We are formed skeptics. Years of disillusion, disappointment, or disaster has made many of us jaded and cynical. Even the most optimistic among us often struggle with hope and wrestle with doubt. “Where is God in this world?” or “When will God show up in my life?” are questions we frequently ponder.
It was no different for the Ancient Israelites. Many Jews in Jesus day were oppressed, exploited, and frustrated with life. They felt abandoned by God. Yet in the midst of their misery they sought God, and as they did Jesus came to them. God came to them in the flesh. This is our model for meeting with God too. God tells us to seek him at all costs and he will come to us. This Advent, we will learn better what it means to seek and search for God, so that we might find God coming to us too.
Quotes from the book, Renovation of the Church:
I had just finished talking and praying with a long line of people after one of our better conceived and more powerfully performed services, and I went over and plopped down next to our creative arts pastor, Manuel Luz. Manuel was directly responsible for everything that happened in our seeker services…From a performance perspective, we had put together a first-rate product. The artistic elements were very compelling and technically excellent. There were times when people were laughing uproariously and others when they were wiping away tears. (“ Make them laugh and make them cry”— in some seeker-church circles this is known as the Disney formula.) After settling into the chair next to Manuel, I sighed and said, “Wow!” And with uncharacteristic dark irony Manuel said, “You know, we don’t even need God to do this.” ~pp. 23-24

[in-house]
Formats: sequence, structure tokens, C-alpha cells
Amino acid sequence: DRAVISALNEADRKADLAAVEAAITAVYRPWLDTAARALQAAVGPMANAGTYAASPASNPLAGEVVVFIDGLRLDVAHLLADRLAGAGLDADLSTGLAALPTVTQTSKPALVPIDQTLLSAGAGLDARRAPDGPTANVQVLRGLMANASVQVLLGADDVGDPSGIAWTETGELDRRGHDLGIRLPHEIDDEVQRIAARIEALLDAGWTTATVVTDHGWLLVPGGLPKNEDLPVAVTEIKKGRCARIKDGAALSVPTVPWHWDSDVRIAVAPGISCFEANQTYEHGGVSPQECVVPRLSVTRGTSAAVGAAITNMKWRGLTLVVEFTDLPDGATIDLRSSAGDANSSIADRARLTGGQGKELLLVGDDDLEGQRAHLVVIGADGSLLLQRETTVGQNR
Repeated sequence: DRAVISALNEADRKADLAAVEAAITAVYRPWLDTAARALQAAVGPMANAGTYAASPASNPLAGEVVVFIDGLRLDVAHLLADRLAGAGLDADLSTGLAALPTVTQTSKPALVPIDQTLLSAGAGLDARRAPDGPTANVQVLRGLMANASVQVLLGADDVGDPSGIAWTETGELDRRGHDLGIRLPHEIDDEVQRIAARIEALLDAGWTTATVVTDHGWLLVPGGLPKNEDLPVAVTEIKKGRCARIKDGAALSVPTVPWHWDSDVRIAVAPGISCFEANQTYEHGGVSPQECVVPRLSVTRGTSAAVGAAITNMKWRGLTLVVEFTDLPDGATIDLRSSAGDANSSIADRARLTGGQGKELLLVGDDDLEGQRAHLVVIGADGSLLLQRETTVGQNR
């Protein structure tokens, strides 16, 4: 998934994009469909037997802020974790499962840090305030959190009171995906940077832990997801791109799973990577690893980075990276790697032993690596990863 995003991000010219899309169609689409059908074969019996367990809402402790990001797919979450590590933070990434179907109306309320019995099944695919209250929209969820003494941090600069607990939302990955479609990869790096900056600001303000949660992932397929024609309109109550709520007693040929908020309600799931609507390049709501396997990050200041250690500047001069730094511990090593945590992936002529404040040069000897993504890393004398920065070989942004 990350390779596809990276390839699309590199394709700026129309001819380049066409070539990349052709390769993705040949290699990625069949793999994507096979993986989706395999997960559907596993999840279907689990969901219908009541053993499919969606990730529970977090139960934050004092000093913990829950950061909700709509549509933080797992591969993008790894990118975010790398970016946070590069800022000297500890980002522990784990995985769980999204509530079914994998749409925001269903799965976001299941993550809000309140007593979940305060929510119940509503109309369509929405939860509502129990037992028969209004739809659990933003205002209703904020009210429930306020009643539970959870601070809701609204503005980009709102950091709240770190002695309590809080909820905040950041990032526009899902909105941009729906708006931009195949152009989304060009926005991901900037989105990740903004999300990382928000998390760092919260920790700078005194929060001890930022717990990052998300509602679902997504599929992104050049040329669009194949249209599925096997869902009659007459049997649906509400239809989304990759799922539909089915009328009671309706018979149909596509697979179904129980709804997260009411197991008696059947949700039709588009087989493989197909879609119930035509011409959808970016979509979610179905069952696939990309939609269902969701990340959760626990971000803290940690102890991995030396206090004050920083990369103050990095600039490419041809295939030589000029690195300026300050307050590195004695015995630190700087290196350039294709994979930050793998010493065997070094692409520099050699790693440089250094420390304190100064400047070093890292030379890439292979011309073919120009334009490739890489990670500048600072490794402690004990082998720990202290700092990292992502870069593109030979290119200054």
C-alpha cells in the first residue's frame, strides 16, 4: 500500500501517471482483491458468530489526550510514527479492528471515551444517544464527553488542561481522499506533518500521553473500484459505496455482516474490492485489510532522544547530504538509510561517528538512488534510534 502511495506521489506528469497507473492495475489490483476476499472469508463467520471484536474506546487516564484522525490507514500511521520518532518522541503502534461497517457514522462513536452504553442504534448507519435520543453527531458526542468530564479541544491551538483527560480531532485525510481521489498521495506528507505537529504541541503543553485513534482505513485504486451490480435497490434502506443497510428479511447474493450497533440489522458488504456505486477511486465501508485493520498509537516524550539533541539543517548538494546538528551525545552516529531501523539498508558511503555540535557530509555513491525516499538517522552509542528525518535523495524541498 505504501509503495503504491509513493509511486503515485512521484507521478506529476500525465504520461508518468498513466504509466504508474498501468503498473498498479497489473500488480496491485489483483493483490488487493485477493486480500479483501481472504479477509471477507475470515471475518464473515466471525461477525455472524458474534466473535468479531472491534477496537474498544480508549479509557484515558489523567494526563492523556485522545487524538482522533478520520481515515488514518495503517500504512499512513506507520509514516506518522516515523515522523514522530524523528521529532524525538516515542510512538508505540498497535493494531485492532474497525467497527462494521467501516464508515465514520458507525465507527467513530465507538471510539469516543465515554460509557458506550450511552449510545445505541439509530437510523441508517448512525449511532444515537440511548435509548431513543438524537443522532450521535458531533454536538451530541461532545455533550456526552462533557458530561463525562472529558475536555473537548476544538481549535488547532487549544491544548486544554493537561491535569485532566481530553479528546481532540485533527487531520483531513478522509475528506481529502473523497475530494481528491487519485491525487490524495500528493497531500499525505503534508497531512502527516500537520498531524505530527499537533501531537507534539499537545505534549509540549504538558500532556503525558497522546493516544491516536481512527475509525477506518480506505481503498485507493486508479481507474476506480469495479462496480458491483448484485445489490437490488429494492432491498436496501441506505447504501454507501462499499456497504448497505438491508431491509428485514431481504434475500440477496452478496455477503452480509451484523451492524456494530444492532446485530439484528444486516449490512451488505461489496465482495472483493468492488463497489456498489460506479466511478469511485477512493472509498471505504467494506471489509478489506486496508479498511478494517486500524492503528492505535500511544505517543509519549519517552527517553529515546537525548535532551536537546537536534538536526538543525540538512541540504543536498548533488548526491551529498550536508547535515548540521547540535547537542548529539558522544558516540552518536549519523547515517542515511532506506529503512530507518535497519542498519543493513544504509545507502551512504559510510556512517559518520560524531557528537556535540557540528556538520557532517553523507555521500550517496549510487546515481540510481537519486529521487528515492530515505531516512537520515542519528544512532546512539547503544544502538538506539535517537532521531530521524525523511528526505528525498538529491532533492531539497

“Gradually, we began to get some clarity on a troubling truth: attracting people to church based on their consumer demands is in direct and irredeemable conflict with inviting people, in Jesus’ words, to lose their lives in order to find them. It slowly began to dawn on us that our method of attracting people was forming them in ways contrary to the way of Christ…We began to realize that our current church structure was actually working against the invitation of Christ to experience his authentic transformation. In order to help people follow Christ more fully, we would have to work against the very methods we were using to attract people to our church.” ~p. 35